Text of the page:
The incoming president of international climate change negotiations has sent a clear message to the Morrison government – Australia will be expected to adopt a 2050 zero emissions target or face isolation on the international stage.
Alok Sharma, who is the UK secretary of state for energy, and will serve as the president of the forthcoming COP26 round of international climate negotiations to be held in Glasgow, praised each of the Australian states and territories for setting zero emissions targets, heaping pressure on the federal government to do the same.
“I would like to thank Australia’s states and territories, which have all made commitments to reach net zero by 2050. And I urge all of you who have not already done so to join the race to zero campaign,” Sharma said.
While not directly singling out the Morrison government, the message from Sharma, who addressed the Carbon Markets Institute summit on Wednesday, was clear – Australia will be expected to join a growing number of international peers committing to zero emissions targets.
“The momentum is now building behind similar targets around the world,” Sharma told the Carbon Markets Institute summit.
“Globally more than 120 countries have made carbon neutrality or net zero announcements. This includes recent examples of targets from Japan, from South Korea, from China. And I urge all other countries to join them.”
Sharma pointed to a climate leadership summit, to be held next week on the fifth anniversary of the signing of the Paris Agreement, as an opportunity for countries to announce more ambitious targets.
The summit will be jointly hosted by the UK, Italy, France and Chile, who have told government leaders that they should expect to announce substantial new commitments on climate action during the summit, if they intend to seek a speaking role.
“We are calling on leaders from across the world to use this moment to announce ambitious climate commitments on emissions reductions, on climate finance, and on adaptation. And we need everyone to play their part,” Sharma added.
Prime minister Scott Morrison and federal energy minister Angus Taylor have refused to commit Australia to a target of zero net emissions by 2050, and at times have questioned the sincerity of other countries making such a pledge.
However, the Morrison government will find itself increasingly isolated on the international stage if it refuses to adopt the more ambitious target, with most of Australia’s largest trading partners, as well as an incoming Biden Administration in the United States, has adopted a 2050 net zero target.
Sharma said that the United Kingdom was already demonstrating its leadership, ahead of the next round of international climate talks which is expected to see many countries announce strengthened pledges to tackle climate change.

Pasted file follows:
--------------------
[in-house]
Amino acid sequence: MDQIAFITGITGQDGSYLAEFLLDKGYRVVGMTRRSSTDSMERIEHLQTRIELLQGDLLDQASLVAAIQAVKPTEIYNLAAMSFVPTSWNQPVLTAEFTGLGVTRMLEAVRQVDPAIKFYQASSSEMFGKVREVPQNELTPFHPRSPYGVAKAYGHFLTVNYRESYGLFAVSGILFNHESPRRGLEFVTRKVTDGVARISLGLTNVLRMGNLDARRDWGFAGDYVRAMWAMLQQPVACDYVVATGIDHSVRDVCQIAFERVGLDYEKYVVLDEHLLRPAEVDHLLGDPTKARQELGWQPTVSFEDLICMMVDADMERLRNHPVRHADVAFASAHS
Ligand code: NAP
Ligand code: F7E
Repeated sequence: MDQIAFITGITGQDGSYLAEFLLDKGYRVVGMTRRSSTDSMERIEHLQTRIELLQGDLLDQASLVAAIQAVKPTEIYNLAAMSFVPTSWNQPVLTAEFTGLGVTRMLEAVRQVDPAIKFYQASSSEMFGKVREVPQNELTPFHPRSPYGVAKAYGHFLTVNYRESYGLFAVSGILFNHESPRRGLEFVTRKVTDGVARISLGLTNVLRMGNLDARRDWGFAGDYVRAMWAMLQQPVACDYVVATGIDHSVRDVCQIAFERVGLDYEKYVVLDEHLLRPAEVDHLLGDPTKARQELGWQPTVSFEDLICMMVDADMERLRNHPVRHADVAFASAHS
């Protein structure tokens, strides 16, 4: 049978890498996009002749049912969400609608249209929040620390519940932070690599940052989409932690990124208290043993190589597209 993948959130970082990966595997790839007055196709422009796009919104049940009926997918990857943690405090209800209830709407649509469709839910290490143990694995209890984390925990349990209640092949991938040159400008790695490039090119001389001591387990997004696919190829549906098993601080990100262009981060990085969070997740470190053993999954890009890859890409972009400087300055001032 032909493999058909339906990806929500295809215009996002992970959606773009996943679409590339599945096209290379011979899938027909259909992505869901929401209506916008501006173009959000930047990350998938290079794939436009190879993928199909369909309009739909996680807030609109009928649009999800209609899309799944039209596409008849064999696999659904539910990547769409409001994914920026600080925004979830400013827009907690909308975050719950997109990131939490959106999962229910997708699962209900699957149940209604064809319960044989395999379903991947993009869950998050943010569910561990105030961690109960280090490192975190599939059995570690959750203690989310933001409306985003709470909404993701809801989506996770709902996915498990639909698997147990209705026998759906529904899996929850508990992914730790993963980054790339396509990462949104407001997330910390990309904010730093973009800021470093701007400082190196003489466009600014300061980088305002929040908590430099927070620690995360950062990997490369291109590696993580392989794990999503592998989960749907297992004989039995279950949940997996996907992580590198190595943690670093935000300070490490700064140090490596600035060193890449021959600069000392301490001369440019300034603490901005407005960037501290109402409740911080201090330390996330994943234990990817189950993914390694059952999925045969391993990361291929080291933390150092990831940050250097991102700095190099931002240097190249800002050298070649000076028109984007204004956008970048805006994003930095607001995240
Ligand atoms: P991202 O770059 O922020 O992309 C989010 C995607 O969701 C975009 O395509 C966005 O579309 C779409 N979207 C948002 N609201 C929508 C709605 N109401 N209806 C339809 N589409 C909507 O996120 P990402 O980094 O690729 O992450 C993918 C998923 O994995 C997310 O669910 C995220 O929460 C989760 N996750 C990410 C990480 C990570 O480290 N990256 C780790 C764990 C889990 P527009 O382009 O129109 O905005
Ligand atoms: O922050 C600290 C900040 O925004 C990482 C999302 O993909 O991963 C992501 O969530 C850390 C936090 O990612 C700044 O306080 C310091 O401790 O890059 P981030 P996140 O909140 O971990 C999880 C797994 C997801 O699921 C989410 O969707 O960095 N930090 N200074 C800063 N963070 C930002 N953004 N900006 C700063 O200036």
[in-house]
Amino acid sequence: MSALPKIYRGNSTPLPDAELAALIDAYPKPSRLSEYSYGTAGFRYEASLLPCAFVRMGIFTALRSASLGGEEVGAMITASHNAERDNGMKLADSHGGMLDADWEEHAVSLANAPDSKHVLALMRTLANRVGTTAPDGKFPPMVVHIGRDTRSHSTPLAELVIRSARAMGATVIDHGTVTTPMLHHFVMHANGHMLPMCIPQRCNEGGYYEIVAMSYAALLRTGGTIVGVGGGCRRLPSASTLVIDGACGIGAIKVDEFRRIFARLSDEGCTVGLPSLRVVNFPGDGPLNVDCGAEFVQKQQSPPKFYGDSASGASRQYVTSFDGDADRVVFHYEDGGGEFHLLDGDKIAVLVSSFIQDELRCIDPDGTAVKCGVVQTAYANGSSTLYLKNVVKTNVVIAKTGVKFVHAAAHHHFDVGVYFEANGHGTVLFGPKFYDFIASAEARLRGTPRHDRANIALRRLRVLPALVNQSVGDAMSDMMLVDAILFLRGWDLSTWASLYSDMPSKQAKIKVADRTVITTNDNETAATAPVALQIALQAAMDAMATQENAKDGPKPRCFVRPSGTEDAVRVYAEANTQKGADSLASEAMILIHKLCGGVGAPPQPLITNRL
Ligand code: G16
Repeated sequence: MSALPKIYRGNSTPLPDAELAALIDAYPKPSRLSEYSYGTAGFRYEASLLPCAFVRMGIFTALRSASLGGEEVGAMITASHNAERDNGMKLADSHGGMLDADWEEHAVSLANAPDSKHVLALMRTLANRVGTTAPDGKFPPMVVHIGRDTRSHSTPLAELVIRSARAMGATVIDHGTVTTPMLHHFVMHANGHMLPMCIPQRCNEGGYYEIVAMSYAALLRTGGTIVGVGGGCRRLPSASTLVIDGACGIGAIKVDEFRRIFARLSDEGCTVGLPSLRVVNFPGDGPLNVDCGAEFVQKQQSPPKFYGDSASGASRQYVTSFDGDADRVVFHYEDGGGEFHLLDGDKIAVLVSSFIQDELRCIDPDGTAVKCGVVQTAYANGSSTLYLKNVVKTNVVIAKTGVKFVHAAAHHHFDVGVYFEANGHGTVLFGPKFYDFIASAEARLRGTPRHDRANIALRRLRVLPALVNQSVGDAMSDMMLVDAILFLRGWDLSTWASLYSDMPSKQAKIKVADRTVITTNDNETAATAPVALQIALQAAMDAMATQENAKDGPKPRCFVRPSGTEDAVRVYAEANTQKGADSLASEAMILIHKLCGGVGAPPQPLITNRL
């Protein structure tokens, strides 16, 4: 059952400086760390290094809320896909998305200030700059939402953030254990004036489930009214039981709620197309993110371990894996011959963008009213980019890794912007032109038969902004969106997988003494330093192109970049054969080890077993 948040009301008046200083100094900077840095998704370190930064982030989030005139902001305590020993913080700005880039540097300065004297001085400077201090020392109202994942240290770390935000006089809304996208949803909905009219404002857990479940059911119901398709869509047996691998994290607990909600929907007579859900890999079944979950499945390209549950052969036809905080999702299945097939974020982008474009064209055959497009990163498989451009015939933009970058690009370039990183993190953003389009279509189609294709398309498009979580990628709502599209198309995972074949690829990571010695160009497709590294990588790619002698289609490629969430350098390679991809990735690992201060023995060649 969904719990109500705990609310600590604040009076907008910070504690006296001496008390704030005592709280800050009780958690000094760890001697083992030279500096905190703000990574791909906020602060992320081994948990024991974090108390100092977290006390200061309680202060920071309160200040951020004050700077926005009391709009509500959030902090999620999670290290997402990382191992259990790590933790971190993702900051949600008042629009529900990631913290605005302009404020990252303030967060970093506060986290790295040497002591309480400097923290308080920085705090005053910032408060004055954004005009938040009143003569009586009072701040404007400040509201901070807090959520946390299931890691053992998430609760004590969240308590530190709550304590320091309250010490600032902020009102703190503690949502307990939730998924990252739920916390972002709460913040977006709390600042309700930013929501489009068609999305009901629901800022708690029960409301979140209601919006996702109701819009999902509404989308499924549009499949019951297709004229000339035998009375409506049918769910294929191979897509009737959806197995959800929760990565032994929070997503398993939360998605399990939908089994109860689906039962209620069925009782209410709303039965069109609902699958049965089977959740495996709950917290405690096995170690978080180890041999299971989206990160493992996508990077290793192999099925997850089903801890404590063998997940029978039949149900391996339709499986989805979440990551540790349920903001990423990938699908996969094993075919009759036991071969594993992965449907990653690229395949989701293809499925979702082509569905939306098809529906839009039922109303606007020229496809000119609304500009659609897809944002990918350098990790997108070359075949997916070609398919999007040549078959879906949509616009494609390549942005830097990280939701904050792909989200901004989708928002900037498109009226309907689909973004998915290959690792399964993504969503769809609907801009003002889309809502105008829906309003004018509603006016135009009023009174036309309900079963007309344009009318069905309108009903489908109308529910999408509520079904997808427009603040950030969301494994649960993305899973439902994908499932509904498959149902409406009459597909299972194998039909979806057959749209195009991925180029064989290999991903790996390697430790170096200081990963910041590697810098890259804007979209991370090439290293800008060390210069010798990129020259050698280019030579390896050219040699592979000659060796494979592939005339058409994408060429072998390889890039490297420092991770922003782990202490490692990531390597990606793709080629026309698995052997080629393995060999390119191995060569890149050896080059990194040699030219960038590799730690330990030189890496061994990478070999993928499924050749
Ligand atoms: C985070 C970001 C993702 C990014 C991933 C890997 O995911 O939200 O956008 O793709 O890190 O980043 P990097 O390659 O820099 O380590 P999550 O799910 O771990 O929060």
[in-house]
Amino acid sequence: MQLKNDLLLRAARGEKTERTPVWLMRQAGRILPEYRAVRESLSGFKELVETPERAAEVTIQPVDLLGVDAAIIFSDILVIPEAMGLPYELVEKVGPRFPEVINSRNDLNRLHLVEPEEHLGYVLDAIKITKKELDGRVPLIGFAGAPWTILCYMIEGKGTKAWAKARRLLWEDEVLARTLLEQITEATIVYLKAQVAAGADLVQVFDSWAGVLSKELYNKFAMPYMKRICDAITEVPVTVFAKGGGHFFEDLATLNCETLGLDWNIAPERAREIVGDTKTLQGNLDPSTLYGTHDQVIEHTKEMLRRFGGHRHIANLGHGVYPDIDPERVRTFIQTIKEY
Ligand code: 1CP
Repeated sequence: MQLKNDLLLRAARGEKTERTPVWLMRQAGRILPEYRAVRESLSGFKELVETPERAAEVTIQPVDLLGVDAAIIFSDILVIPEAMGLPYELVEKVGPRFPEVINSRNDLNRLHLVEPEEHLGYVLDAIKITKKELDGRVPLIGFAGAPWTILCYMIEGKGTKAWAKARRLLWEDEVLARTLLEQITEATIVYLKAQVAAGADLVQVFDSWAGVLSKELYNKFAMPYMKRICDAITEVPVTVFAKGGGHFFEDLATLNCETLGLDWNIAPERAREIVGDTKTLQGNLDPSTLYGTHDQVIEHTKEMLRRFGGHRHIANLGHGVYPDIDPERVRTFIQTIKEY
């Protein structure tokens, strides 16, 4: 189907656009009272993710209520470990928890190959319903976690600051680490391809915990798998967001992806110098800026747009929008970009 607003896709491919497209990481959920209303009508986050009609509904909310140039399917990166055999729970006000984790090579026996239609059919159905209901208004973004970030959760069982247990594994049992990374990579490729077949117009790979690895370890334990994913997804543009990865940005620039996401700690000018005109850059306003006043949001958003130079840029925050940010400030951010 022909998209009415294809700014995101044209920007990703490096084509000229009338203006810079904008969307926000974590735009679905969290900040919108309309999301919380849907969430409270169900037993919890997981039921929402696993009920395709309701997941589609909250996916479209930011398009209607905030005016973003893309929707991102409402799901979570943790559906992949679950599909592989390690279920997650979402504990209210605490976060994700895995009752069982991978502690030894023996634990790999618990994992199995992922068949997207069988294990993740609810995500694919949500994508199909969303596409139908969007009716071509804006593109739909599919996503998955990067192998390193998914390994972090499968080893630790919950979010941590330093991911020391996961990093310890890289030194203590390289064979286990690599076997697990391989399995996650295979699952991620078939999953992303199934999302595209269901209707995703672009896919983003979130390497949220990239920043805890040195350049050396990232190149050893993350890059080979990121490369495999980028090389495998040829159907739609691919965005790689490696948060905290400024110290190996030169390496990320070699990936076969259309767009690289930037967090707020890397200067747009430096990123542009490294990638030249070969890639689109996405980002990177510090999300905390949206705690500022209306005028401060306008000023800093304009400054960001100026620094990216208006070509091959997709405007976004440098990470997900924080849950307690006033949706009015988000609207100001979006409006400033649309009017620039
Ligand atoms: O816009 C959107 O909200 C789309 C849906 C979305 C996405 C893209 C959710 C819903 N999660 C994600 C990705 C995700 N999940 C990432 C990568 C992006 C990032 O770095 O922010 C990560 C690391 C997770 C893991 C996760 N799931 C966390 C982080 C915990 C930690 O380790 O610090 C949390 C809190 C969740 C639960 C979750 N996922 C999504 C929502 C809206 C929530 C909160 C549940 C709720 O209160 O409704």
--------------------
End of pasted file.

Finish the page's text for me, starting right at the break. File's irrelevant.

“Here in the United Kingdom, we are seizing those opportunities. We have developed the world’s largest offshore wind sector, and we will accelerate that success with prime minister, Boris Johnson’s new plan for a green industrial revolution, which was announced last month,” Sharma said.
“This includes a commitment to quadruple our offshore wind capacity within a decade, supporting many thousands of jobs. In the UK, we’ve demonstrated that green growth is absolutely possible.”
Sharma said that the pace of emissions reductions needed to be dramatically increased to meet the goals of the Paris Agreement, but added that strong investment in new renewable energy projects would be a strong creator of jobs at a critical period for a global economy in recession.
“To meet the goals of the Paris Agreement, we must decarbonize the global economy up to five times faster over the next 10 years than we have over the past 20 years,” Sharma said.
“That is why I’m calling on all parts of society to increase their ambition and to focus efforts on five critical areas: restoring nature, adaptation resilience, clean energy, clean transport, and finance. Businesses realize that going green is not just the right thing to do, but it is also what their customers want. And increasingly what drives shareholder value.”
“Analysis suggests and many of you will know this, that investments in renewables create more jobs than the equivalent in coal, oil and gas. Over the past decade, we know that the cost of solar power has fallen by 85% and that a wind power by almost 50%. Both are now cheaper than new coal and gas plants in two thirds of countries,” Sharma added.